Kane Shipbuilding is one of the smallest shipyards in the state of Texas and primarily constructs and repairs United States Navy and Coast Guard ships. This shipyard is located in Galveston, Texas, and made itself known during World War II by building 12 coastal tankers and 16 deck barges for the U.S. Navy.
During the construction of these barges, many workers for Kane Shipbuilding were exposed to asbestos. Asbestos has a variety of uses in shipbuilding which include insulation and fireproofing. Many parts of a ship are covered in asbestos to prevent fires from occurring. Many daily tasks involved cutting, sanding, or shaping materials that contained asbestos. Materials were often sprayed with asbestos to make them fire retardant. However, this made it even easier for a worker to accidentally inhale these dangerous fibers.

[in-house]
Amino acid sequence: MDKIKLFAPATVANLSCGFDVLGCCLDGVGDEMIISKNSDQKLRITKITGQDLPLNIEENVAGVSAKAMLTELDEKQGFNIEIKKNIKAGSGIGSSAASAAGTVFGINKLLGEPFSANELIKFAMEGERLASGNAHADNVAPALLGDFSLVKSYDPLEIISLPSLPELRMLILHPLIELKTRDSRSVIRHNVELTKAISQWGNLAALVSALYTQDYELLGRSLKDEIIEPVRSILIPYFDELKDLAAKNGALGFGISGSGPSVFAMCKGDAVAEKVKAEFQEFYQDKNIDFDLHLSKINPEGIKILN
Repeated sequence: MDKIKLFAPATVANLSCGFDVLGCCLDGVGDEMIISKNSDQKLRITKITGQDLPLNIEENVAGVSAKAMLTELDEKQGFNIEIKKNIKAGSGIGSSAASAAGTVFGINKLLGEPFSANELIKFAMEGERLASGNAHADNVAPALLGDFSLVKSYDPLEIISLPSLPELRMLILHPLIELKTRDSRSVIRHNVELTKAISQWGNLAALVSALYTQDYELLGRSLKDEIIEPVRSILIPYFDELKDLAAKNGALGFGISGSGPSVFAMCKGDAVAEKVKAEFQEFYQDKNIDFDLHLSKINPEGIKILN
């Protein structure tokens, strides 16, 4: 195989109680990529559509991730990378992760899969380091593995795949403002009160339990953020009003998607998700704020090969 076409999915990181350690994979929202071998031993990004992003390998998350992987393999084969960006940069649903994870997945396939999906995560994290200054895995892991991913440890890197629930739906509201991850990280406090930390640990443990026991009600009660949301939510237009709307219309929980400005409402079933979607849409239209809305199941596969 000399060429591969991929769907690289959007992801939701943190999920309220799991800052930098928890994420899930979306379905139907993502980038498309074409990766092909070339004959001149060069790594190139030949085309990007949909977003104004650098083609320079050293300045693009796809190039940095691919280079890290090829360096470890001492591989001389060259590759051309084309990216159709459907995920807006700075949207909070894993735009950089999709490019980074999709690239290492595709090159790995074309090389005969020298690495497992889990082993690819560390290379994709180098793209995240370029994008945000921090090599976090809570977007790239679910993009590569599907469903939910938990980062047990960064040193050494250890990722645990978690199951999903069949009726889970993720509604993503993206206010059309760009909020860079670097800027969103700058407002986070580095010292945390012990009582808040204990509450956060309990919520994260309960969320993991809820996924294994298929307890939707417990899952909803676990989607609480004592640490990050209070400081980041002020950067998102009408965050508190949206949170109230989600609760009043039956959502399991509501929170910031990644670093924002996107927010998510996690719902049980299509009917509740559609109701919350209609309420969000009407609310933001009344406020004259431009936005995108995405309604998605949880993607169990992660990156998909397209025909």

Some of the materials aboard a ship that contain asbestos are the floors, ceilings, valves, gaskets, tiles, pipe insulation, and gears. Workers who repaired these sections were often exposed to high levels of asbestos and have the highest risk of mesothelioma. Others who are at risk of developing this cancer are the family members of those who worked at these shipyards. Studies have proven that family members of shipyard workers can develop mesothelioma through secondary exposure. Asbestos fibers can cling to many surfaces, such as clothes, and can be inadvertently transported to the worker’s home.
Asbestos fibers that are inhaled become trapped in the lining of vital organs such as the lungs, heart, or abdomen. Complicated health problems will occur since it is a challenge for the human body to remove them naturally. The problem with detection of mesothelioma is length of time that it takes for symptoms to show. For many shipyard workers, symptoms will not show up for 20 to 50 years after having been initially exposed to asbestos. In addition, many people find out about this condition after it is too late and the cancer has advanced to a later stage that is untreatable.